Former President Bill ClintonWilliam (Bill) Jefferson ClintonThe Jan. 6 case for ending the Senate filibuster Trumpists' assaults on Republicans who refuse to drink the Kool-Aid will help Democrats Mellman: White working-class politics MORE slammed Republicans on Sunday over their push to fill the Supreme Court vacancy caused by the death of Justice Ruth Bader Ginsburg just weeks ahead of Election Day.
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Republican senator says plans to confirm justice before election 'completely consistent with the precedent'
By JUSTINE COLEMAN
 
Sen. John BarrassoJohn Anthony BarrassoSenate confirms former Michigan governor Granholm as Energy secretary Haaland courts moderates during tense Senate confirmation hearing Udalls: Haaland criticism motivated 'by something other than her record' MORE (R-Wyo.) said Sunday that Senate Republicans' plans to move toward confirming a new Supreme Court justice weeks before the 2020 election are “completely consistent with precedent.”
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Pence aide dismisses concerns rushed vote on Trump nominee will hurt vulnerable senators
By REBECCA KLAR
 
Marc Short, Vice President Pence’s chief of staff, on Sunday dismissed concerns that a rushed vote on President Trump’s nominee to fill the Supreme Court vacancy created by Justice Ruth Bader Ginsburg's death will hurt vulnerable GOP senators in light of the Republicans' position four years ago to block then-President Obama’s nominee.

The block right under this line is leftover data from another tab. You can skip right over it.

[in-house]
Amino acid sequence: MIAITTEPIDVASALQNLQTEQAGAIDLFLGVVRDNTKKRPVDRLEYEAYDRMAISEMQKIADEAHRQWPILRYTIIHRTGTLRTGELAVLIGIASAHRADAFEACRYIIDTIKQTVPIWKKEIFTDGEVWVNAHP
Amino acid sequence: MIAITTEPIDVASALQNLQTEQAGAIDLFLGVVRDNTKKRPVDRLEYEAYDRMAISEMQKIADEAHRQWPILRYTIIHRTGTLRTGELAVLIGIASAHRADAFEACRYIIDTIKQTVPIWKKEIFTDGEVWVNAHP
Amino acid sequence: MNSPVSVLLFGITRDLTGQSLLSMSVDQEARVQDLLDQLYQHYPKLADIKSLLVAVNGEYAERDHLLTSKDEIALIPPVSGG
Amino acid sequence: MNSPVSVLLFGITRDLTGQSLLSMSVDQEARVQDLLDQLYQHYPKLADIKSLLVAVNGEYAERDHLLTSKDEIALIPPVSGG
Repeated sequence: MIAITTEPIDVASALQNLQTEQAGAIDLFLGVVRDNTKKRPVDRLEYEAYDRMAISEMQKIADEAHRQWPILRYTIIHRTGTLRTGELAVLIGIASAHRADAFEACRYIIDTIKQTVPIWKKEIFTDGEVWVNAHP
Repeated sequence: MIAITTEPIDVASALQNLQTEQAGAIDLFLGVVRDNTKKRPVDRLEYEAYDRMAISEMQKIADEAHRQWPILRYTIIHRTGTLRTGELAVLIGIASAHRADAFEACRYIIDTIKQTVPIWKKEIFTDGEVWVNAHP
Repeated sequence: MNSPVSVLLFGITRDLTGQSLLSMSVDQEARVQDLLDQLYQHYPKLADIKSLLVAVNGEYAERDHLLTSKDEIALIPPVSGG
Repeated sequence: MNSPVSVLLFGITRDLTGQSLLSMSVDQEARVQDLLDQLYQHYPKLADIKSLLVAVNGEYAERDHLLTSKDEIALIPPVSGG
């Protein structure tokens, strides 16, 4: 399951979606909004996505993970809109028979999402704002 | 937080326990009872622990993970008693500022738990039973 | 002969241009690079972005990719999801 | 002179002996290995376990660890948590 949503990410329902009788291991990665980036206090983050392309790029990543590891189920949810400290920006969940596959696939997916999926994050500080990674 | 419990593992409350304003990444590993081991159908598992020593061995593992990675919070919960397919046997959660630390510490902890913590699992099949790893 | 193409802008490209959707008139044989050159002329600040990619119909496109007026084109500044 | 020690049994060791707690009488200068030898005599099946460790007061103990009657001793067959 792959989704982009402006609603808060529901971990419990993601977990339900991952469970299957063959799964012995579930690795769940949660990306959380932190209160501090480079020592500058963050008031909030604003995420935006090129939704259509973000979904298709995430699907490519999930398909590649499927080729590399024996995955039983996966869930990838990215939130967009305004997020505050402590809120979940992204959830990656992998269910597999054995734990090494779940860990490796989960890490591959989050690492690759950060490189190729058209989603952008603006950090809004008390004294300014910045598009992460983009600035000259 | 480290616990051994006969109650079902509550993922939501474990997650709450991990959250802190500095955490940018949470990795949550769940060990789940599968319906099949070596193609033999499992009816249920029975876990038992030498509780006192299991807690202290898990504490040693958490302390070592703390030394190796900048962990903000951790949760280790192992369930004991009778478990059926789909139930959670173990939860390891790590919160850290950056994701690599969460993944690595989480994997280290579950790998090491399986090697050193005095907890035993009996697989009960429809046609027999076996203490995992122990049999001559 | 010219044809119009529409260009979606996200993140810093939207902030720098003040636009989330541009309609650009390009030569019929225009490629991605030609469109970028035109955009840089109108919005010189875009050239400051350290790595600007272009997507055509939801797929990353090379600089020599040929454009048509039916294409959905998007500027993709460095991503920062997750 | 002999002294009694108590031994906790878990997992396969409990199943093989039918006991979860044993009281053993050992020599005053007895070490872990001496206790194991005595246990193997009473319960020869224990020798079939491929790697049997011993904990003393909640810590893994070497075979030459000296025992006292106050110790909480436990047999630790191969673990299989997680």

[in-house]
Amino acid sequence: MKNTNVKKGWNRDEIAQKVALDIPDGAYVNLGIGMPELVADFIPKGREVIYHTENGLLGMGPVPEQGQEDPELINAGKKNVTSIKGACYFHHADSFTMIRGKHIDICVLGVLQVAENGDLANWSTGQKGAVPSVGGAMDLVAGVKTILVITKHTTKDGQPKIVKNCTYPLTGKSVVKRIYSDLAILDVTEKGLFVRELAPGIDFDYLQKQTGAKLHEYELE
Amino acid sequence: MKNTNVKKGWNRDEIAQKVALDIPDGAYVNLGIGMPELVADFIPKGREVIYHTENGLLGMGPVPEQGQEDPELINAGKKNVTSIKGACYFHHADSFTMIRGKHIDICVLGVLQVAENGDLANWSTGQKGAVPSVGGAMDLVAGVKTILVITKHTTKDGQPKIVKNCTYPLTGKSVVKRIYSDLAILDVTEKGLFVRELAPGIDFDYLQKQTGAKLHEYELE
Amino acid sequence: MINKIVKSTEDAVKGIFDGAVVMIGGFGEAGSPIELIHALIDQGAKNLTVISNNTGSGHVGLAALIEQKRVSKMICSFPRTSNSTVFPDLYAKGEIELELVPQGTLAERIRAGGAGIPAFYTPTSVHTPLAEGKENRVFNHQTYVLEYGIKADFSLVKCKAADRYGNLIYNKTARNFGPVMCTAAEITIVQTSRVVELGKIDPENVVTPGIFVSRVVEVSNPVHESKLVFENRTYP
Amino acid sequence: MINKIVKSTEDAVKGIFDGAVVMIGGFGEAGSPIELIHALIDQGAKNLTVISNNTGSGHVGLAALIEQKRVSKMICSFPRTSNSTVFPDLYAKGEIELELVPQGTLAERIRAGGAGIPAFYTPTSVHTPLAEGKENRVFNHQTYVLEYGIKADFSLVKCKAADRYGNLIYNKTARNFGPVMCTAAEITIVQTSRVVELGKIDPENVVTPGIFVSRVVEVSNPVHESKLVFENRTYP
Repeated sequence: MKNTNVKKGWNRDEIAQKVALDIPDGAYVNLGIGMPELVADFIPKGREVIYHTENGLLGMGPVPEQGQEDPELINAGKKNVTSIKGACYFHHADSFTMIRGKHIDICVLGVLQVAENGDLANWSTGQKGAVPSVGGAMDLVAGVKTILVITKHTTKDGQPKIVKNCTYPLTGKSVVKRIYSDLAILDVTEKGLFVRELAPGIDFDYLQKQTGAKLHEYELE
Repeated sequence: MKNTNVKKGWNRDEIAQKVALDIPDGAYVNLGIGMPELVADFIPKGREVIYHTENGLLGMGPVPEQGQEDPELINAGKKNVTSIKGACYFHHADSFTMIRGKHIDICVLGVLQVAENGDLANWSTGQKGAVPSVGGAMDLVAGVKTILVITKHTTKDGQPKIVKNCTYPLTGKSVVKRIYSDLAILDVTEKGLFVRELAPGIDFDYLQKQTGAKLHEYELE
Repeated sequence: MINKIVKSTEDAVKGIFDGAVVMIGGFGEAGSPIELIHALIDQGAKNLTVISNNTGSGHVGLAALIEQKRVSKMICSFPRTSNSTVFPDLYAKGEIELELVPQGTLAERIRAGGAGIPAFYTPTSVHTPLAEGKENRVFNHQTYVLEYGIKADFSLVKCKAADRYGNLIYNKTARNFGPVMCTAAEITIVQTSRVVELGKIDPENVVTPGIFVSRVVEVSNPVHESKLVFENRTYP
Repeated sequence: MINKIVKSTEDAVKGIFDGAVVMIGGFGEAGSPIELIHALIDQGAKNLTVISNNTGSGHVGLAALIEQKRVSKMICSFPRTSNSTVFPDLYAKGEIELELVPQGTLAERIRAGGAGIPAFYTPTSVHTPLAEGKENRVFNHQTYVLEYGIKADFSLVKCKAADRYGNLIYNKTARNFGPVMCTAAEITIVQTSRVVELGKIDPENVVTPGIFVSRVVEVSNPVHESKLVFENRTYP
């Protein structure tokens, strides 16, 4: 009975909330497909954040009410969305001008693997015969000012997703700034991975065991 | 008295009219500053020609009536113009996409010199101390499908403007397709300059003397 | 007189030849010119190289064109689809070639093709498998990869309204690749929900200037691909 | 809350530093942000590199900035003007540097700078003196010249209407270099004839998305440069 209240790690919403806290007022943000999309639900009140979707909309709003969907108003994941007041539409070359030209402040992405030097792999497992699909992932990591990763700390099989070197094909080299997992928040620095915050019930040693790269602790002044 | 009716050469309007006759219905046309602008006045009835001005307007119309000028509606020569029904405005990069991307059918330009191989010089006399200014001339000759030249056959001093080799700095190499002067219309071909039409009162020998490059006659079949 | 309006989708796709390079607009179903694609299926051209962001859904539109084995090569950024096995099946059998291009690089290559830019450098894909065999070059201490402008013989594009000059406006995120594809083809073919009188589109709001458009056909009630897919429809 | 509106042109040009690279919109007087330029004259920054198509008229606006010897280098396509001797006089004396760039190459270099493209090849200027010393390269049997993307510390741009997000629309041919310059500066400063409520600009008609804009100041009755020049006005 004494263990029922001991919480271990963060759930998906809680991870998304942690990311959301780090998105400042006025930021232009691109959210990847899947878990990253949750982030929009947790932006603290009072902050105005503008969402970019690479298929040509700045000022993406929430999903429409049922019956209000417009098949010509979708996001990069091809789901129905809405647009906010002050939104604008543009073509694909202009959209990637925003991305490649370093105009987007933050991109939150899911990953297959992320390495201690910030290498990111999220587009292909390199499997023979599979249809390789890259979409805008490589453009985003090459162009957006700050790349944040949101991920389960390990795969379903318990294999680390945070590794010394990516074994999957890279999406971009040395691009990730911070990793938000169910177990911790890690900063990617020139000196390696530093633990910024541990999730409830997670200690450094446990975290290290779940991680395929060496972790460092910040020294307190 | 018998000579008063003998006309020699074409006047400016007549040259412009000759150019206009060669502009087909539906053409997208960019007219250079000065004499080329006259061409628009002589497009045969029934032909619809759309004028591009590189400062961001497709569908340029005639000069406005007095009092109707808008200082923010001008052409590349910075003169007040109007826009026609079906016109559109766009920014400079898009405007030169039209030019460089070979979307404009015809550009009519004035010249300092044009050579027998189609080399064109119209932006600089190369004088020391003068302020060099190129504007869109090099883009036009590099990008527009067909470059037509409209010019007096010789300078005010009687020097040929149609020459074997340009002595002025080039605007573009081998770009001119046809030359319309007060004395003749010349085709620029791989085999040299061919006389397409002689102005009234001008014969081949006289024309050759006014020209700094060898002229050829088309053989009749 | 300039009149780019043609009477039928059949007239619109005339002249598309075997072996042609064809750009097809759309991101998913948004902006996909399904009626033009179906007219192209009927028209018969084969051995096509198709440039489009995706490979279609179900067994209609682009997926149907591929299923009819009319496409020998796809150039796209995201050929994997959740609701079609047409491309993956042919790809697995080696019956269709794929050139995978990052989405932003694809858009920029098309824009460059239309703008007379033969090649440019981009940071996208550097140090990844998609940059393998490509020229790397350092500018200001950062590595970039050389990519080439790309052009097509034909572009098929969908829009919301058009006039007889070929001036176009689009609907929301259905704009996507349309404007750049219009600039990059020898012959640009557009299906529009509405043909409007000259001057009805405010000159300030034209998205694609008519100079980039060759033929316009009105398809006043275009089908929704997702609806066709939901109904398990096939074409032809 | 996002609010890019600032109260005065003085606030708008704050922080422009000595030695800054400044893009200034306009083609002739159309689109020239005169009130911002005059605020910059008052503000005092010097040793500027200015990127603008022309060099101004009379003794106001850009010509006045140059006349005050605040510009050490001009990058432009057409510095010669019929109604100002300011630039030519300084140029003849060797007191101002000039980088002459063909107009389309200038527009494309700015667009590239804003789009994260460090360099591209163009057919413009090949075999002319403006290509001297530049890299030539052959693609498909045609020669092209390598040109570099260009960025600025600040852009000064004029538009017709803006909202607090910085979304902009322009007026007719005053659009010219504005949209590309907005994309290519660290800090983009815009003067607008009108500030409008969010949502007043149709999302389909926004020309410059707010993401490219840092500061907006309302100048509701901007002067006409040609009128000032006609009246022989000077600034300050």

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Hillary Clinton calls Senate judicial confirmation process 'absolutely broken'
By JUSTINE COLEMAN
 
Former Democratic presidential nominee Hillary ClintonHillary Diane Rodham ClintonDemocratic strategists start women-run media consulting firm Pelosi top fundraiser moves to House Democratic super PAC Mean tweets may take down Biden nominee MORE in an interview on Sunday called the Senate judicial confirmation process “absolutely broken,” as Republicans move to fill the late Justice Ruth Bader Ginsburg’s seat on the Supreme Court. 
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Blunt says vote on Trump court nominee different than 2016 because White House, Senate in 'political agreement'
By REBECCA KLAR
 
Sen. Roy BluntRoy Dean BluntPassage of the John Lewis Voting Rights Advancement Act is the first step to heal our democracy Microsoft, FireEye push for breach reporting rules after SolarWinds hack Biden's unity effort falters MORE (R-Mo.) on Sunday defended his decision to push for a vote on President Trump’s nominee to replace the late Supreme Court Justice Ruth Bader Ginsburg less than two months ahead of Election Day, despite his conflicting position four years ago.